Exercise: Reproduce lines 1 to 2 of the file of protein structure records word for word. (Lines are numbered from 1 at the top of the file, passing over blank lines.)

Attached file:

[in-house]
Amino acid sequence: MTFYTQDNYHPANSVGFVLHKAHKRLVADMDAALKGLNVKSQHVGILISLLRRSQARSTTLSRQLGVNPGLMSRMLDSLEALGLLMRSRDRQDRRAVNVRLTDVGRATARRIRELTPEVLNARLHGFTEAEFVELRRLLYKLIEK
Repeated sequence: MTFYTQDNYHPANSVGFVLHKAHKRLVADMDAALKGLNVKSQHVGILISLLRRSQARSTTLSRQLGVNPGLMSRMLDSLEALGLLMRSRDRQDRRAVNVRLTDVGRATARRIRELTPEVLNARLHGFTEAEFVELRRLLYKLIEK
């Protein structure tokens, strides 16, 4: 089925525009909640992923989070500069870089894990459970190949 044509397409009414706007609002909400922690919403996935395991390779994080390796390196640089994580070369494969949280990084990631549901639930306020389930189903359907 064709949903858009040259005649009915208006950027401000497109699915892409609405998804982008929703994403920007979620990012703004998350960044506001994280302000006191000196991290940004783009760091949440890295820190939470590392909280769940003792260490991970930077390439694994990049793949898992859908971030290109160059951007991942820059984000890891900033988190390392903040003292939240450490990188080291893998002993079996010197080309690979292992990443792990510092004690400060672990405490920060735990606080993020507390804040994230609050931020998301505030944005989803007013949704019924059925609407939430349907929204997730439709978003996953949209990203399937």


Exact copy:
[in-house]
Amino acid sequence: MTFYTQDNYHPANSVGFVLHKAHKRLVADMDAALKGLNVKSQHVGILISLLRRSQARSTTLSRQLGVNPGLMSRMLDSLEALGLLMRSRDRQDRRAVNVRLTDVGRATARRIRELTPEVLNARLHGFTEAEFVELRRLLYKLIEK